“It’s too bad we have to use our money to get our land back, but you can’t just kick somebody off their property without compensation. You can’t do what the government did to us,” said Louie.

“You shouldn’t force anybody to sell their land. They have to be willing to sell, and First Nations are willing to buy.”

If the province can take land away with the swipe of a pen, just as they had done in 1913, Louie said that they can also give it back with a swipe of pen. 

“The truth is, this was our land,” he said.

“Your ancestors, my ancestors, set this aside on purpose for the Osoyoos Indian Band and the Okanagan Nation member people because of the cultural and historical fishing significance of this site.”

‘I want you children to know this is yours’

The celebration on Friday began with drum songs and a prayer by Youth from OIB’s Senpaq’cin School, who sang and drummed throughout the entire event. Students from Penticton Indian Band’s (PIB) Outma Sqilx’w Cultural School and Okanagan Falls Elementary School were also in attendance. Guests were invited to a salmon lunch hosted at OIB’s office following the event. 

A group of syilx community members and Elders who had organized an informational roadblock in 1974 near the site of the 71-acre land theft were also honoured. Many took to the mic to speak of their experience from that moment in time.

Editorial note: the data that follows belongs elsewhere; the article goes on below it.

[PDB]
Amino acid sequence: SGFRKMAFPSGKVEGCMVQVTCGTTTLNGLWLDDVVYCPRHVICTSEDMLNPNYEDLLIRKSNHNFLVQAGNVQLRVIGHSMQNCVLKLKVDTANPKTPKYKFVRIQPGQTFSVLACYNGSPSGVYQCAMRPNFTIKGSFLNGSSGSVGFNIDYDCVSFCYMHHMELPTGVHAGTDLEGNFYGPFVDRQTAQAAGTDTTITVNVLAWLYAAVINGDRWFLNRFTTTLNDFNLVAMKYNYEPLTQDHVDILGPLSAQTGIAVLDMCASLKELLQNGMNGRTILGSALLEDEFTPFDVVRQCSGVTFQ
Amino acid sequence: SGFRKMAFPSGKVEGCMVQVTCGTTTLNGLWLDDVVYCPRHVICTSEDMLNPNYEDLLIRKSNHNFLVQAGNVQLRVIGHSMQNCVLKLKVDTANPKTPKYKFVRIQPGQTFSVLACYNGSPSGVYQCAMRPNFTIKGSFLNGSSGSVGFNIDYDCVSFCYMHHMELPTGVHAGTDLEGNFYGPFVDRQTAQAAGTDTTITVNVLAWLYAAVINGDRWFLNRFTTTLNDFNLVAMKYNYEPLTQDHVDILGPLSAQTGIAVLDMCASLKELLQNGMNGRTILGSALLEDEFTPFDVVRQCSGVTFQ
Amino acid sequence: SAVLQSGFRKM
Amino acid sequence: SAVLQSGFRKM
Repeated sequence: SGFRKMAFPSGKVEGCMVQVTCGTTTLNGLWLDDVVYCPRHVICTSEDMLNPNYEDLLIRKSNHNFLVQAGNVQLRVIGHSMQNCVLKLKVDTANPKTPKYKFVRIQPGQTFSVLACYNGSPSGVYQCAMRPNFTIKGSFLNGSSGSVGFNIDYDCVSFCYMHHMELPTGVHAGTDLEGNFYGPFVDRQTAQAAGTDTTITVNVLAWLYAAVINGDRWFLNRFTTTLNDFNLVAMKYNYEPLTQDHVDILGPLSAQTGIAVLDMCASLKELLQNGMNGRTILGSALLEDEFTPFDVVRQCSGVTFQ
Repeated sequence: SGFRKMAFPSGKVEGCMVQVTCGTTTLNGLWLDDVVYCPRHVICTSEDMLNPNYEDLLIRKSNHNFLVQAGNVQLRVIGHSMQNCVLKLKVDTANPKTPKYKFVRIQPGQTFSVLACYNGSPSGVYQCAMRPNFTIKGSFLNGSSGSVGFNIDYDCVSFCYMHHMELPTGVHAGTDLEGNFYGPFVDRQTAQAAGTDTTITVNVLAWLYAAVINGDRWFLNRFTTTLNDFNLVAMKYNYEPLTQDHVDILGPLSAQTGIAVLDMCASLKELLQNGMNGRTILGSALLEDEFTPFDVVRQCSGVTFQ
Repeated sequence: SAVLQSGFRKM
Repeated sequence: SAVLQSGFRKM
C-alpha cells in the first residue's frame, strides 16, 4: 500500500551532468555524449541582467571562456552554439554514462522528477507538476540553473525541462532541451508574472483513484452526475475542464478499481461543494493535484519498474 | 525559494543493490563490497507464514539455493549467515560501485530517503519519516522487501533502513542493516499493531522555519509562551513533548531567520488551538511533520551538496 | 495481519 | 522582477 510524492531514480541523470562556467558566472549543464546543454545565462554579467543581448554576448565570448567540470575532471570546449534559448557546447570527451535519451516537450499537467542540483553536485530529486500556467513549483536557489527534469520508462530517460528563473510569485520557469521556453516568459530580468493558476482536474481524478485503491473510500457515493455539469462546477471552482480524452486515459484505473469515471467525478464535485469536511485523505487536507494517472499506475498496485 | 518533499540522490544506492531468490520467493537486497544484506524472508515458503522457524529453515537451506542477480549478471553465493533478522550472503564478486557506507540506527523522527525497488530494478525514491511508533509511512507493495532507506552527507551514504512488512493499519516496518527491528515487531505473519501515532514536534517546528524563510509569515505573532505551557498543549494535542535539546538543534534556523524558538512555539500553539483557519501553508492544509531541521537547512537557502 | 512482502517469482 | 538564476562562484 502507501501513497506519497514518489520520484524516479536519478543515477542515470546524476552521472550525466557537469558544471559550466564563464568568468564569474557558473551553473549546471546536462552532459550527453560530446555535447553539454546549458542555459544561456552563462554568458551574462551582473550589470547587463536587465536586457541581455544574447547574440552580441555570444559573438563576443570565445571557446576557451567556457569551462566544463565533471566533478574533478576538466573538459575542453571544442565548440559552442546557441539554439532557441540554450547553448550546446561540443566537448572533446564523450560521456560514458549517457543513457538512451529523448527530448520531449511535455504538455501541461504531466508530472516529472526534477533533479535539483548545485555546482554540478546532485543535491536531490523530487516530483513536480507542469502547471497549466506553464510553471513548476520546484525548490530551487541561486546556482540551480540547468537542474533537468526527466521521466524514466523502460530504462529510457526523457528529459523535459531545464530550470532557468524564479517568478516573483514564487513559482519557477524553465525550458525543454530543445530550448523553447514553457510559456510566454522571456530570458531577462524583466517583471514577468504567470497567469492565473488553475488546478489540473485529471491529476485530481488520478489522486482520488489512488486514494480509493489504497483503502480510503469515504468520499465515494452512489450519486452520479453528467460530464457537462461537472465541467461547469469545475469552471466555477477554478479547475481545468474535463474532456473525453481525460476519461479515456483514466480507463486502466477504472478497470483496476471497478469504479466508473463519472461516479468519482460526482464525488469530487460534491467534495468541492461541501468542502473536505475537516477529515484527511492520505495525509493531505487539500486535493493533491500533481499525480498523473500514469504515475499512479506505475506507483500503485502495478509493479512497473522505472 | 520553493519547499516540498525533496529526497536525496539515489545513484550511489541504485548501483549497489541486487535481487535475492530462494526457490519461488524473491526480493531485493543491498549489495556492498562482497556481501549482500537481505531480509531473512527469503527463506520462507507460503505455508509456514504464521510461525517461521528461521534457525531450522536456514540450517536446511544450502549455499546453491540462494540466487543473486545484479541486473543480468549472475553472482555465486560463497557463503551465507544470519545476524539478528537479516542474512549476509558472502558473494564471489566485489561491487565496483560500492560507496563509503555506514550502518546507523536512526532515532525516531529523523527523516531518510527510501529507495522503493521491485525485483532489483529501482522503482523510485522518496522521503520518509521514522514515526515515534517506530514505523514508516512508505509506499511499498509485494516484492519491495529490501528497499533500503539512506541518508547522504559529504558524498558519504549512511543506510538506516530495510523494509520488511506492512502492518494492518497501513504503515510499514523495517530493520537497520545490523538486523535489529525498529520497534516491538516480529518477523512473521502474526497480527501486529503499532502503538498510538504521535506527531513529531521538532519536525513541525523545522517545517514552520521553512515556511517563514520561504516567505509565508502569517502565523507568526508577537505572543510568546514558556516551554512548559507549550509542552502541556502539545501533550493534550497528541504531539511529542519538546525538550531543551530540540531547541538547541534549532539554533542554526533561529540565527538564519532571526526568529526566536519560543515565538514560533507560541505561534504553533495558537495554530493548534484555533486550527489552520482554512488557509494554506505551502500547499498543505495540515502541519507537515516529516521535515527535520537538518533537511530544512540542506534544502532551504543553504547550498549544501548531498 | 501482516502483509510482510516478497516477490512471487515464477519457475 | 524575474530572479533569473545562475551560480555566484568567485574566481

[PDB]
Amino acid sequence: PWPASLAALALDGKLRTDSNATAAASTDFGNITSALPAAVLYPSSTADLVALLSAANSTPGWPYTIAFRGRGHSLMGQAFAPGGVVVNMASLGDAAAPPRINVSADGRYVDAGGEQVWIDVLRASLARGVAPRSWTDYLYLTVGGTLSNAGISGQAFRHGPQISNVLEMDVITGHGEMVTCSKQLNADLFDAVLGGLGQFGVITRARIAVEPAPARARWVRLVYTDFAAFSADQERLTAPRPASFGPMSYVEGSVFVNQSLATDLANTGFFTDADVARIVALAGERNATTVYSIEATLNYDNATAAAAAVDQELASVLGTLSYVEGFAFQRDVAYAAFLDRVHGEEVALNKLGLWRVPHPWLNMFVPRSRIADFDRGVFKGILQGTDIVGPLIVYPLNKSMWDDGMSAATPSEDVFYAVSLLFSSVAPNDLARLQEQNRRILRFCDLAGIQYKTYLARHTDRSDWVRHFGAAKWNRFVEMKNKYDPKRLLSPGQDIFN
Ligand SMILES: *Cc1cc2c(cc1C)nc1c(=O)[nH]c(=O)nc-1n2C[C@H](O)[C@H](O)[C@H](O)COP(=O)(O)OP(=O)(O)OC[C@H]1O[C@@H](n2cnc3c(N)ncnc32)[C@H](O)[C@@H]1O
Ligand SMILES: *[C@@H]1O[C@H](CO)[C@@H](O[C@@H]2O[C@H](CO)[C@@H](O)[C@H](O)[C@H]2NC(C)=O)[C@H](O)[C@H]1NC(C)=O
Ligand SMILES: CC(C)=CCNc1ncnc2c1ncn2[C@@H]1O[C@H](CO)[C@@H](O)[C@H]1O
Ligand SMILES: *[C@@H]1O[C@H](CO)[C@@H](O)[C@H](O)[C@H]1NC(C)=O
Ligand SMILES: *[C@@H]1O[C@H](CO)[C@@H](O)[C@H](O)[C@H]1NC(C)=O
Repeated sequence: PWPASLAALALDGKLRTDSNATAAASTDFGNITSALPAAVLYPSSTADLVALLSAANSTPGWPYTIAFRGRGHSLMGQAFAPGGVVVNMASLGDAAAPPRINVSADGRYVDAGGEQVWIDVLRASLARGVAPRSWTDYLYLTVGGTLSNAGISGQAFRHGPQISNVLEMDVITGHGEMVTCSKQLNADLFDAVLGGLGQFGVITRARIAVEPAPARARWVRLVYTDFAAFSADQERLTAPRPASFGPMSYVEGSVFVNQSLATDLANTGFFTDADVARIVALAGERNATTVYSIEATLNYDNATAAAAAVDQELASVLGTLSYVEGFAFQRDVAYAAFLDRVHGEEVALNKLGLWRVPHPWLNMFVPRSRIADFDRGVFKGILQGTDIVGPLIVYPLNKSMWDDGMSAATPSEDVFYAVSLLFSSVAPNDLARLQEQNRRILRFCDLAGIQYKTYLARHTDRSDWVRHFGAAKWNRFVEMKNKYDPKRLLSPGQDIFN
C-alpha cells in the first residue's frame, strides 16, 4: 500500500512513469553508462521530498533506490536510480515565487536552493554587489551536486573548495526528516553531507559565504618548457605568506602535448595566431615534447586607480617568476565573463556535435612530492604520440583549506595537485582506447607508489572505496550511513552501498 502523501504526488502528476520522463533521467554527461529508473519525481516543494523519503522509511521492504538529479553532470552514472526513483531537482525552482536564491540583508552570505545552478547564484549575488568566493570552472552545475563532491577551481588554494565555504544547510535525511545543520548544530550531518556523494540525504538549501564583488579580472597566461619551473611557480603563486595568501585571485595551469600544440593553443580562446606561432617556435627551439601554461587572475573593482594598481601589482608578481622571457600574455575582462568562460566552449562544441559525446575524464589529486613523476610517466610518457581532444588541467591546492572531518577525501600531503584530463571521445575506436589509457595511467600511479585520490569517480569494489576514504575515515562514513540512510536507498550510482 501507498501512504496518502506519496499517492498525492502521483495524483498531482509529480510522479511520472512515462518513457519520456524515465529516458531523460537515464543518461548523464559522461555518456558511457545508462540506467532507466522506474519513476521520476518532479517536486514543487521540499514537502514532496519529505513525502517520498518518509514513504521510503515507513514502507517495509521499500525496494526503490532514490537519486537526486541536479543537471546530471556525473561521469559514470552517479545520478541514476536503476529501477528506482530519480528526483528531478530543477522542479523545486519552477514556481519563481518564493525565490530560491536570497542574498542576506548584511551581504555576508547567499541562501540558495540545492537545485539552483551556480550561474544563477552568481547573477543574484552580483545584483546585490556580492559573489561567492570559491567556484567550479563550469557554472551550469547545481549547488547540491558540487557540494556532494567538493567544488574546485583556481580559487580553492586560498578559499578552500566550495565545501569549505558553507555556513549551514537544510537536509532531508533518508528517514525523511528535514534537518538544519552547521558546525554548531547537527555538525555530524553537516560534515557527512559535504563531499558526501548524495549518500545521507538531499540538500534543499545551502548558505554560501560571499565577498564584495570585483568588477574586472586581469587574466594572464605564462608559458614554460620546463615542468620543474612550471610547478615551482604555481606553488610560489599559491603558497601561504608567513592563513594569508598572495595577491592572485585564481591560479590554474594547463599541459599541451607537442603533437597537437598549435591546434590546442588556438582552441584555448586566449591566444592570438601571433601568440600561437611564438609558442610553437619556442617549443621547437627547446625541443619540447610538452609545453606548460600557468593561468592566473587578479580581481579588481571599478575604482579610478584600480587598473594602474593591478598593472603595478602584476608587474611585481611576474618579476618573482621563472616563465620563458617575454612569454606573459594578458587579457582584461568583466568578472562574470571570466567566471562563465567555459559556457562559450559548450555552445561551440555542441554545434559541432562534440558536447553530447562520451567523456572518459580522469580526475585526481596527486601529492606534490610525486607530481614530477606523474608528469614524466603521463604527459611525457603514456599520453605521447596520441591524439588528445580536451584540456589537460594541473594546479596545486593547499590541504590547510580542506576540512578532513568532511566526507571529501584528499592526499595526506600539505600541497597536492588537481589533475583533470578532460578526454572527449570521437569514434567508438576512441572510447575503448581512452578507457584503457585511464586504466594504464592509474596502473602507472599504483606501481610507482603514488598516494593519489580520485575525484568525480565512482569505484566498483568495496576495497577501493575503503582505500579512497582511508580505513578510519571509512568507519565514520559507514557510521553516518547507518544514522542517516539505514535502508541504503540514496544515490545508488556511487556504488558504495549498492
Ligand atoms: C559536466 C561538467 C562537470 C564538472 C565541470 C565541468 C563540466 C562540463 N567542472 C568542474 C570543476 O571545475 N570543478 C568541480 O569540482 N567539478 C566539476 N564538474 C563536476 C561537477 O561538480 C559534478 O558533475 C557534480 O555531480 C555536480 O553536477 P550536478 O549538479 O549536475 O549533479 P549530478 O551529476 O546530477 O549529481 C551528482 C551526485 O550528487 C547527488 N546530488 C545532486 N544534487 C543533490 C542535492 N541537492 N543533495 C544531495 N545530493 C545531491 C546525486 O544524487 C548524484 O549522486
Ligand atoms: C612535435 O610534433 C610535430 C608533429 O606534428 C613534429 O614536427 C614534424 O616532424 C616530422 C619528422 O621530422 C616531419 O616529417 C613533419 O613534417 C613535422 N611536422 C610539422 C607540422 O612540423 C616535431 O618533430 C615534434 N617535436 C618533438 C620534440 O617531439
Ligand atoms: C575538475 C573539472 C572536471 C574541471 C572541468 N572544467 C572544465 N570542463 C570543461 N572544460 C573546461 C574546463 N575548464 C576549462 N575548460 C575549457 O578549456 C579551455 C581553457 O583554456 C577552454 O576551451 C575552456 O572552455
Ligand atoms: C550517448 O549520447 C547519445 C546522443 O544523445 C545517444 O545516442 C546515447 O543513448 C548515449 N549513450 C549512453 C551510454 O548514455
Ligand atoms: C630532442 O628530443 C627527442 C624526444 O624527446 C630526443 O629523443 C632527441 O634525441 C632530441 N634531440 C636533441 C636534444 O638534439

syilx community members and Elders who had organized an informational roadblock near the site of the 71-acre land theft in 1974 were honoured during the Osoyoos Indian Band’s celebration on April 14 of a reclaimed one acre of that original reserve land. Photo by Aaron Hemens

“(Our people) supported one another. They took up the cause,” said snpinktn (Penticton) Hereditary Chief Adam Eneas, who was chief of PIB at the time of the roadblock. 

Eneas proudly shared how communities from the syilx Okanagan Nation stood by then-OIB Chief Jim Stelkia.

“And they did everything they could to make sure that we were victorious, which we were,” he said.

snpinktn (Penticton) Hereditary Chief Adam Eneas speaks in front of Youth during the Osoyoos Indian Band’s celebration on April 14 of a reclaimed one acre of their original reserve land. Photo by Aaron Hemens

Jack Kruger, an Elder from PIB who was involved in the 1974 roadblock, relayed to the Youth what he was told by his own Elders — that the land belongs to the children.

“I want you children to know this is yours. We only carried on for you — we’re only the caretakers. We’re nothing,” he said. 

“You are the ones that are important, and I want you to know that.”

syilx Elders watch as students from Senpaq’cin School play a drum song during the Osoyoos Indian Band’s celebration on April 14 of a reclaimed one acre of original reserve land. Photo by Aaron Hemens